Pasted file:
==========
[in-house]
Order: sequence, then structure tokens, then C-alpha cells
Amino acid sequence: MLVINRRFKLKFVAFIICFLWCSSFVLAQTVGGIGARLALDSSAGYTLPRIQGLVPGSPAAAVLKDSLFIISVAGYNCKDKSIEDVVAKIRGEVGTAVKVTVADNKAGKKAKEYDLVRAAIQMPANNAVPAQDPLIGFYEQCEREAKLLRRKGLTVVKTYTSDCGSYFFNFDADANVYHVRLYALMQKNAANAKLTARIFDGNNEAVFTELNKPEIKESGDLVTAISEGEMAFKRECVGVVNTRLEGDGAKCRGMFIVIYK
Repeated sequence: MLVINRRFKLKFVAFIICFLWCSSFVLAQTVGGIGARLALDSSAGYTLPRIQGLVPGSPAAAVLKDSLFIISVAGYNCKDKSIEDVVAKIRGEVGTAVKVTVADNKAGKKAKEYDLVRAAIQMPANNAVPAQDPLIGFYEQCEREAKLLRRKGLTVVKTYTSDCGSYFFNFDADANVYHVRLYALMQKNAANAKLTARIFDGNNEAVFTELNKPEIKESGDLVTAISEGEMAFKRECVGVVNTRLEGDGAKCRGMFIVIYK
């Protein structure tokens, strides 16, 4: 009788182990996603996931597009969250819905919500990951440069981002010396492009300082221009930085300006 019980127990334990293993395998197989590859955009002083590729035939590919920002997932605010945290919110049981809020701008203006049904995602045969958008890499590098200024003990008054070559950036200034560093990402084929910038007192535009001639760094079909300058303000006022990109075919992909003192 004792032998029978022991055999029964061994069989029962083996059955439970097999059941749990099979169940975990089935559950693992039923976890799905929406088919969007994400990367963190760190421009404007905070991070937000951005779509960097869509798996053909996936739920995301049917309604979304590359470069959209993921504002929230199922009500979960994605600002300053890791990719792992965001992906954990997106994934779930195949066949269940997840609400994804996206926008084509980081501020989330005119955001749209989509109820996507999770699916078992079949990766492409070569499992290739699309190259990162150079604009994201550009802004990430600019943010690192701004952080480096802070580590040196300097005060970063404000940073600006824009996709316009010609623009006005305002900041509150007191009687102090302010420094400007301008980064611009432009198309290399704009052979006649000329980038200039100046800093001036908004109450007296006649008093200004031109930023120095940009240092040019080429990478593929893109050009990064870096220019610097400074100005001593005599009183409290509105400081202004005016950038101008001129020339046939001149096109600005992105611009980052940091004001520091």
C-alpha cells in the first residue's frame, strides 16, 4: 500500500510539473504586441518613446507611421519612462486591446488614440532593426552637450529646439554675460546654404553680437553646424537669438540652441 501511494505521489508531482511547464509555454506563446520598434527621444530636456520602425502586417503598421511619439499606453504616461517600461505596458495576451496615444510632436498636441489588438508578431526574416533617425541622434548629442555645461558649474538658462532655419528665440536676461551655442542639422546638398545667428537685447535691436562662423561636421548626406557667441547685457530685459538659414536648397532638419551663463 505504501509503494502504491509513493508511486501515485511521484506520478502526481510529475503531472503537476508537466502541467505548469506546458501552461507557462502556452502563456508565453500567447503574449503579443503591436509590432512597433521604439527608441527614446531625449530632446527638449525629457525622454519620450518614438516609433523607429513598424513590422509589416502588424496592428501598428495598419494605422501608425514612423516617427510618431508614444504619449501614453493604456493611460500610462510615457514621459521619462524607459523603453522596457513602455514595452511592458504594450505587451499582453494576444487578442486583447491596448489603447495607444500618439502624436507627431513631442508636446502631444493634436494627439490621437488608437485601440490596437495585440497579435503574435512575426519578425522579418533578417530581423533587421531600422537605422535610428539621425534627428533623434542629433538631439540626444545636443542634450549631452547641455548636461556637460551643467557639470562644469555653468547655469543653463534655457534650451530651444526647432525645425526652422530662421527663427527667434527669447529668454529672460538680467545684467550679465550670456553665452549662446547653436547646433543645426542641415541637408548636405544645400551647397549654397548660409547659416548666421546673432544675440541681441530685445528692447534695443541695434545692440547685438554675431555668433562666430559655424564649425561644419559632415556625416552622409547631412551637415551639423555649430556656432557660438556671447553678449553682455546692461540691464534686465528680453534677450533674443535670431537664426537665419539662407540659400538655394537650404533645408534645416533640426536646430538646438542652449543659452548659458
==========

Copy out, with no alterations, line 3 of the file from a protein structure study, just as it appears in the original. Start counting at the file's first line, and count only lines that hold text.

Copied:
Amino acid sequence: MLVINRRFKLKFVAFIICFLWCSSFVLAQTVGGIGARLALDSSAGYTLPRIQGLVPGSPAAAVLKDSLFIISVAGYNCKDKSIEDVVAKIRGEVGTAVKVTVADNKAGKKAKEYDLVRAAIQMPANNAVPAQDPLIGFYEQCEREAKLLRRKGLTVVKTYTSDCGSYFFNFDADANVYHVRLYALMQKNAANAKLTARIFDGNNEAVFTELNKPEIKESGDLVTAISEGEMAFKRECVGVVNTRLEGDGAKCRGMFIVIYK